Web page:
Rotterdam, 2022. Photography by Nick Ballón.
Bertjan Pot’s studio, Rotterdam, 2022. Photography by Nick Ballón.
Bertjan Pot’s studio, Rotterdam, 2022. Photography by Nick Ballón.
Bertjan Pot in his studio, Rotterdam, 2022. Photography by Nick Ballón.

In Conversation: Bertjan Pot

by Marco Velardi

Dutch industrial designer Bertjan Pot’s lighting, baskets, masks, seats, and rugs reflect his experimental material approach. Using simple components and iterative techniques such as handweaving and machine stitching, Pot’s constructions embrace structure, pattern, and color. To mark his first series of textiles designed in collaboration with Maharam, Pot spoke to longtime friend Marco Velardi from his Rotterdam studio.

Marco Velardi: I love your studio. It used to be a school gymnasium and it’s surrounded by water.

Bertjan Pot: It’s on a residential street, and a canal runs along two sides of the building. People visiting my studio for the first time think it’s like it has a castle moat. Most of the studio work is done in the former dressing rooms because the big gymnasium space still has no heating. But it’s a great place to set up trials for exhibitions or try out something big or store large things. There’s also an archive of all the things I’ve made—boxes and boxes of stuff. We recently went through them all to figure out what was worth keeping, because there were too many boxes. We went from 104 to 31. 104 boxes for 20 years of running a design office.

MV: It must have been an interesting memory-lane moment. Looking through them, did you find anything that you really cherished? Like, “Wow, I miss working with these materials.”

BP: Sure. There’s a whole list of materials I still want to do something with. I found this marbling paint that you pour on water. It’s used on book covers, but you can also pull a larger 3D object through the skin of the water and it will catch the paint. If you go on YouTube, you can see people do it to guitars and car parts. I’ve put a few IKEA chairs through, but I’m still waiting for the right project to apply it to. There are a few tricks to making a really nice marbling pattern—you don’t just throw paint in there and swish it around. And if you dip two or three times to layer different colors on top of one another, it becomes super beautiful.

MV: Do you have a color library with which you work?

BP: I have a few favorite ways of using color, but it always has to do with contrast. If you use contrast within a weave it helps to explain it. A pattern appears. For people who weave, it becomes a way of explaining the puzzle of the textile, but for people who don’t it becomes dazzling and actually hides the technique. And I like that contradiction.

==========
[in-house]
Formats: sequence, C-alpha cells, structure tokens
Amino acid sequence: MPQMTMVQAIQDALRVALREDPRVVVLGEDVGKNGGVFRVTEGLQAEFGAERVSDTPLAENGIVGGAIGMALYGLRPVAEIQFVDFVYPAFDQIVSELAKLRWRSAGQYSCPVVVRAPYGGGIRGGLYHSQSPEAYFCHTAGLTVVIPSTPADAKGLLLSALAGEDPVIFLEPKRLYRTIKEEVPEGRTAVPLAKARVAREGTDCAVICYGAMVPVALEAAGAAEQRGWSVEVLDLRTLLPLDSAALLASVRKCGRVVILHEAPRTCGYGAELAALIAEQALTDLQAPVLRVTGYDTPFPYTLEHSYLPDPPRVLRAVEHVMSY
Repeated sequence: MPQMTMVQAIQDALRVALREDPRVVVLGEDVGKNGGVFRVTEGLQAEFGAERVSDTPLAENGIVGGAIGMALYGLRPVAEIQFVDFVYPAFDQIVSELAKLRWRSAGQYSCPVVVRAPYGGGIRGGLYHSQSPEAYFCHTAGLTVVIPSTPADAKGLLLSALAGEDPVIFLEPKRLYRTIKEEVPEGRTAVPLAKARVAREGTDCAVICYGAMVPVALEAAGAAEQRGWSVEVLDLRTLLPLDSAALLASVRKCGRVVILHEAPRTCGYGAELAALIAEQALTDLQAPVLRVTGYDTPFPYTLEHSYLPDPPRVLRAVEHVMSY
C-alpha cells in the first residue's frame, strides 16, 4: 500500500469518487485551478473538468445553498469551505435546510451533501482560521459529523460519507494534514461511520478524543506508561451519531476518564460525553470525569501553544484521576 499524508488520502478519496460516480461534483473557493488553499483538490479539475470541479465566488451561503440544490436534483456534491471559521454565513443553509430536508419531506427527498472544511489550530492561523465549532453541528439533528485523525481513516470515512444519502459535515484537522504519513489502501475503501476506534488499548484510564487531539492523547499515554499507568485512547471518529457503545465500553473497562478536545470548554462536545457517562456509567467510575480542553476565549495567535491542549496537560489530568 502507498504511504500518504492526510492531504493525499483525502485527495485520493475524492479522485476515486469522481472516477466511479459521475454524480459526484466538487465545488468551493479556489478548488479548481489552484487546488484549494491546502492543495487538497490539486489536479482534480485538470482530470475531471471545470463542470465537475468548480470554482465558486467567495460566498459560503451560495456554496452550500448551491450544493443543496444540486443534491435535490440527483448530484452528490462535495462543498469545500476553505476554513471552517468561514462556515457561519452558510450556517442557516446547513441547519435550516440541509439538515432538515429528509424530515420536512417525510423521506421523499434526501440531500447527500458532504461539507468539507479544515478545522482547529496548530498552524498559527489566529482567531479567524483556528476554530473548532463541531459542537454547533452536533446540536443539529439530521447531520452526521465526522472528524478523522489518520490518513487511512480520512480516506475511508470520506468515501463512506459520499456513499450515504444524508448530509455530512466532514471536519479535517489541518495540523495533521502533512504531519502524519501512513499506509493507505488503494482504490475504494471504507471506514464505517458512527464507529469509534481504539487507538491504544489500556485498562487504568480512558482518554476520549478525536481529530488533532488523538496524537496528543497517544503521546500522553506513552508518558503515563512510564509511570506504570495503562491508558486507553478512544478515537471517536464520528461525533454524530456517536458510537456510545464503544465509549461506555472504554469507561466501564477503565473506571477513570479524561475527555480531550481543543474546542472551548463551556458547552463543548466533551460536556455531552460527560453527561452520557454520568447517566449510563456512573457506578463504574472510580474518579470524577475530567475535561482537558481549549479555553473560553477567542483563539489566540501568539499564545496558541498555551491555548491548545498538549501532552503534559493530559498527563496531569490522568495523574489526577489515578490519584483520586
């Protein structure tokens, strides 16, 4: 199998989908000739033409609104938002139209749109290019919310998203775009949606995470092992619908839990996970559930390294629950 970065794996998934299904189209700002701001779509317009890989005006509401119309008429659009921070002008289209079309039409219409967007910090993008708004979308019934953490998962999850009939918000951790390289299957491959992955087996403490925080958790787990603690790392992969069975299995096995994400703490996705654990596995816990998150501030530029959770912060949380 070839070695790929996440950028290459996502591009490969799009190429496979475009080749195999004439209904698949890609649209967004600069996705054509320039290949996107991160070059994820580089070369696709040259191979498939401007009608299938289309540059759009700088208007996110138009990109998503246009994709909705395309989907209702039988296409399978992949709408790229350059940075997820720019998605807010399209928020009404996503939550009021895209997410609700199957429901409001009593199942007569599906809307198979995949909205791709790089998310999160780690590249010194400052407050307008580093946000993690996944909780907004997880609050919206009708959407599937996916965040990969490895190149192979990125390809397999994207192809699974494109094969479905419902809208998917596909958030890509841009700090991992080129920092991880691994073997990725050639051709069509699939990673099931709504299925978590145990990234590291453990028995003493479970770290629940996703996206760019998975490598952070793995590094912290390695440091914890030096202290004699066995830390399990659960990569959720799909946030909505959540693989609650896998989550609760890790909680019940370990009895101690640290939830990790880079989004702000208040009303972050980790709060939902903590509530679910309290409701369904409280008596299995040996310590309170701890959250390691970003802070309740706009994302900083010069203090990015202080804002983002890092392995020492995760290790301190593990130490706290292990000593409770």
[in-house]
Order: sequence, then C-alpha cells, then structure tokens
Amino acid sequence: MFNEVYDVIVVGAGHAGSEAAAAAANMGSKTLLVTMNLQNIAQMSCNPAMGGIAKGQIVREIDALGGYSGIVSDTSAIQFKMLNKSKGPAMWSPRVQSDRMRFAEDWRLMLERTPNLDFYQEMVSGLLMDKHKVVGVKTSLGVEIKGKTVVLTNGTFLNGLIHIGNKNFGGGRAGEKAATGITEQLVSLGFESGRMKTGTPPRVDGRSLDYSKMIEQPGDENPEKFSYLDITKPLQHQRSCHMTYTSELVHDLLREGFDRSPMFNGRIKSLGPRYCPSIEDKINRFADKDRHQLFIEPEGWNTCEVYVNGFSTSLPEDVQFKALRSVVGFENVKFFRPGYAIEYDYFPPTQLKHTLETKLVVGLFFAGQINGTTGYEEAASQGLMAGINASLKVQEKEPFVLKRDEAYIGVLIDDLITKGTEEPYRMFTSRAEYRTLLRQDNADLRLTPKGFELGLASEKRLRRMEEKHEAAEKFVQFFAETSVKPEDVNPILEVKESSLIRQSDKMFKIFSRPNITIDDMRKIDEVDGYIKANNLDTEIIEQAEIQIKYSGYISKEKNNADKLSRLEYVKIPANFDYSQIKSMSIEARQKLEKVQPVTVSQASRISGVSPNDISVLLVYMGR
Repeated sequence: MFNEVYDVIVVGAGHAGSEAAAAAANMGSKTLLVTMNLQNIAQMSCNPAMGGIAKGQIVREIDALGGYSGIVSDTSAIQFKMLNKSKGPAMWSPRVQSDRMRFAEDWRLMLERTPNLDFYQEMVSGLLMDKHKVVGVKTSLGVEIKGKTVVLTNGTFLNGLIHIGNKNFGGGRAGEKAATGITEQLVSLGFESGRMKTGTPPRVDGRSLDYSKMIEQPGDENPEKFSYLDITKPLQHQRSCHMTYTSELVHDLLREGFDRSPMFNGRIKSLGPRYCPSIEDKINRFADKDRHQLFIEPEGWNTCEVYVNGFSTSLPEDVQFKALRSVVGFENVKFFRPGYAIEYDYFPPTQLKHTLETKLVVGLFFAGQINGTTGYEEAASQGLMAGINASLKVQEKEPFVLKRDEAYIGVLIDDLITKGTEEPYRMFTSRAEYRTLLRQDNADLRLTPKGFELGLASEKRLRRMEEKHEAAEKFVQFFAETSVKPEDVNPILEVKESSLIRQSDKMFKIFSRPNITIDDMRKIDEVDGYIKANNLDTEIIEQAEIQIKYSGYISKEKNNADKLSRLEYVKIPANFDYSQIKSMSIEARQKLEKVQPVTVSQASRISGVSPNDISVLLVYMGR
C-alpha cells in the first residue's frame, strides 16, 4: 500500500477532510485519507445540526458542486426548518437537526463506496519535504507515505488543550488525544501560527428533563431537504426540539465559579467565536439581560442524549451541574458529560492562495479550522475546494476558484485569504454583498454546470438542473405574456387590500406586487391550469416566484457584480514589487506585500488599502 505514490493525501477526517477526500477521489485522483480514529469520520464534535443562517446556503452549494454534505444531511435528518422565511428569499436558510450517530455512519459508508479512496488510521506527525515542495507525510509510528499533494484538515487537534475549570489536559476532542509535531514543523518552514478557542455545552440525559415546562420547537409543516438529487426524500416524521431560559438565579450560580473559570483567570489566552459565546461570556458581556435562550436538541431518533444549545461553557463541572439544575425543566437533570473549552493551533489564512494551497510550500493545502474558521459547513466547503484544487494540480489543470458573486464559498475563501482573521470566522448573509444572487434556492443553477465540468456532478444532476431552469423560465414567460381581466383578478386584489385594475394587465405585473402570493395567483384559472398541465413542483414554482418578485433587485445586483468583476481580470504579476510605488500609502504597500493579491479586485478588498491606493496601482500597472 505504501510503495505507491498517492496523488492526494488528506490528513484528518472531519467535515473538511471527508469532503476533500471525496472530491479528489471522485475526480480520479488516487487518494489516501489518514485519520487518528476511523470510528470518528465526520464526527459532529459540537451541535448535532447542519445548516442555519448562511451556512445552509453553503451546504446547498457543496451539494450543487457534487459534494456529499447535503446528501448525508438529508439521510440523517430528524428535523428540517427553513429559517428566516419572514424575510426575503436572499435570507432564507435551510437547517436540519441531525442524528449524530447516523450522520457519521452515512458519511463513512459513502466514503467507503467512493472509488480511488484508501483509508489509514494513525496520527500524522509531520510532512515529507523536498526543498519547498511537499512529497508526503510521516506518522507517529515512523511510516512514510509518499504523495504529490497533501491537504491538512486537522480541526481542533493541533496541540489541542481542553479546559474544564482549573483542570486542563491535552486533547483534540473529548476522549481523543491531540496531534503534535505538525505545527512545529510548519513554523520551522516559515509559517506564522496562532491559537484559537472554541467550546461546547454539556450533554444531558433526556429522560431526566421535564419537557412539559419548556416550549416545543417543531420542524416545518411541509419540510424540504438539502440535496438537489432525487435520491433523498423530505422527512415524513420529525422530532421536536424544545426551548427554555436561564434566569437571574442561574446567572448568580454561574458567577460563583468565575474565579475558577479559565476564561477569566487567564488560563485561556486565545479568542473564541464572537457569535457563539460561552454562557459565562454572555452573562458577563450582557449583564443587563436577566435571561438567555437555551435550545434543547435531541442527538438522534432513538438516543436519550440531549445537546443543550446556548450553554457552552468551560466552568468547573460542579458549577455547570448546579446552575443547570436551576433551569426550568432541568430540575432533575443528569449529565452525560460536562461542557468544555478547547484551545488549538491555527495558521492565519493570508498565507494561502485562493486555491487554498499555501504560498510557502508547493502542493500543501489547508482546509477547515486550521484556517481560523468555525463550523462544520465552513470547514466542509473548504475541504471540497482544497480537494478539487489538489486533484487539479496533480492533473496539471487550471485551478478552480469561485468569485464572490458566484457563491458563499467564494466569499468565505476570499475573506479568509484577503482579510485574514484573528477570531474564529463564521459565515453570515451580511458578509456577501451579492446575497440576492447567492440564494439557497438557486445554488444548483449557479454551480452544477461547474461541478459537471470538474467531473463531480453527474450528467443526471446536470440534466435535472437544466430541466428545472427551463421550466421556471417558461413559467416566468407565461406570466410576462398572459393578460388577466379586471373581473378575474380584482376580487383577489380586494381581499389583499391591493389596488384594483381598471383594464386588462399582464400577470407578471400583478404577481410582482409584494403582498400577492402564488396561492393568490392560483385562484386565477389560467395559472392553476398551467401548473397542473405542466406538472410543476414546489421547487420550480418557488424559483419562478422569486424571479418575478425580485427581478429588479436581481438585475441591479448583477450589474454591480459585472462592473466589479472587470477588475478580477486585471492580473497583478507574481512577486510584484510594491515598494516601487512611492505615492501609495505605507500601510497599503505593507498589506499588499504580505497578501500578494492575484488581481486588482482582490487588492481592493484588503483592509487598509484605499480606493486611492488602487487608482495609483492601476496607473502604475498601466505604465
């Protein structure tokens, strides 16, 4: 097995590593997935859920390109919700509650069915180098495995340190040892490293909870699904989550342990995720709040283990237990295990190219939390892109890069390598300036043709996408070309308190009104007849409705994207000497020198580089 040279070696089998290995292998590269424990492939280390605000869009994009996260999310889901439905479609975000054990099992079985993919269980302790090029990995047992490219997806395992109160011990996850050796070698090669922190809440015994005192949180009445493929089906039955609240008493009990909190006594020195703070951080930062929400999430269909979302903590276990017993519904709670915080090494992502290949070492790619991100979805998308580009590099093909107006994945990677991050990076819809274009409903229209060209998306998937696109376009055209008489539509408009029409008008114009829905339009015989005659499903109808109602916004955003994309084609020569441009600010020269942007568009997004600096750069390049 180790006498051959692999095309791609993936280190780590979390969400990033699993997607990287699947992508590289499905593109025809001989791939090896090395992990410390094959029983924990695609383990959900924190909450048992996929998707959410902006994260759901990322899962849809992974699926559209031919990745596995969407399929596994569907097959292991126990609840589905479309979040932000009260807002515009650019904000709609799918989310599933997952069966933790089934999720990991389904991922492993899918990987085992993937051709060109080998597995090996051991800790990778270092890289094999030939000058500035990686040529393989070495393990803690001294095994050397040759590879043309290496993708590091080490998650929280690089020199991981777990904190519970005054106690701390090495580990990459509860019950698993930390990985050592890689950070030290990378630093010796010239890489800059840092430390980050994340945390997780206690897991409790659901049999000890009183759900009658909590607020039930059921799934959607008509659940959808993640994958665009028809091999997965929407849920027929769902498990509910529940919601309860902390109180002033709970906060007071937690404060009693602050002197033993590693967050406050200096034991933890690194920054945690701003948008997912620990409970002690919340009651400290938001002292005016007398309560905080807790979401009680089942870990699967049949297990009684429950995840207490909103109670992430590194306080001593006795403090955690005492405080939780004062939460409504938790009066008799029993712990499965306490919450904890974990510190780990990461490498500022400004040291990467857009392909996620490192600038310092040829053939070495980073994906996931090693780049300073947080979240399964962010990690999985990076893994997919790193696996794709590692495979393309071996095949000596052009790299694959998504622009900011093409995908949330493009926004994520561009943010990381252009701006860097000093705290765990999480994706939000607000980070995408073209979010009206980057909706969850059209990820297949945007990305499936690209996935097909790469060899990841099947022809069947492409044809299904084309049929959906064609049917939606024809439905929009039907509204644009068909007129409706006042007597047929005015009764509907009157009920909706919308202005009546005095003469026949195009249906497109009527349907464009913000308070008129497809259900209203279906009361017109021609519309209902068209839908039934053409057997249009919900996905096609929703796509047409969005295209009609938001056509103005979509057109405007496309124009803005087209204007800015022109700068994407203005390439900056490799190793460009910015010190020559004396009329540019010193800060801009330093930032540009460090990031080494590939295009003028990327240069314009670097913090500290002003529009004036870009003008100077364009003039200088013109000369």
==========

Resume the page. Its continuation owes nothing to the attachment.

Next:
MV: You’re trying to show people how things are done through your use of color and technique.

BP: Yeah, but it also gives it more of a human touch. If something has texture or structure, you will always discover something new when you look at it.

MV: Curiosity drives a lot of your work in that sense.

BP: Being open to seeing, and to discovering.

MV: I imagine your process has changed a lot over time by constantly trying new things and learning new tricks.

BP: There’s not a lot of thinking involved. Most of it is just doing, seeing if something is useful or something I can work with. I do something to a piece of paper, to a piece of textile, to a piece of rope, and the outcome should surprise me. If there was a process, it would really be about creating coincidences. I’ve said in the past that when I work, I want my hand to surprise my head. I really like that idea. I think that’s even why I became creative—I had a hunger to see new stuff. Growing up in a small town in the east Netherlands, there was a limited amount of new stuff to see. So, at a certain point, I started making it myself. I started doing things to see what would happen—visually, practically. For me, it’s about surprise.

MV: Is it still very important to you to make mistakes during this process? Or do you get annoyed when you keep trying things and they don’t work out?

BP: Very often the mistake is the discovery. When it comes to experimentation, I tell people in my studio to always try the simplest thing first. People tend to think too long about the experiment they’re planning and make it overly complex. “We could do this, we could do that.” Stop thinking, start making, and do the easiest thing first. Because if you strike gold—if you find what you’re looking for—why make it more complicated?

Marco Velardi is co-founder of Apartamento publishing house and creative agency.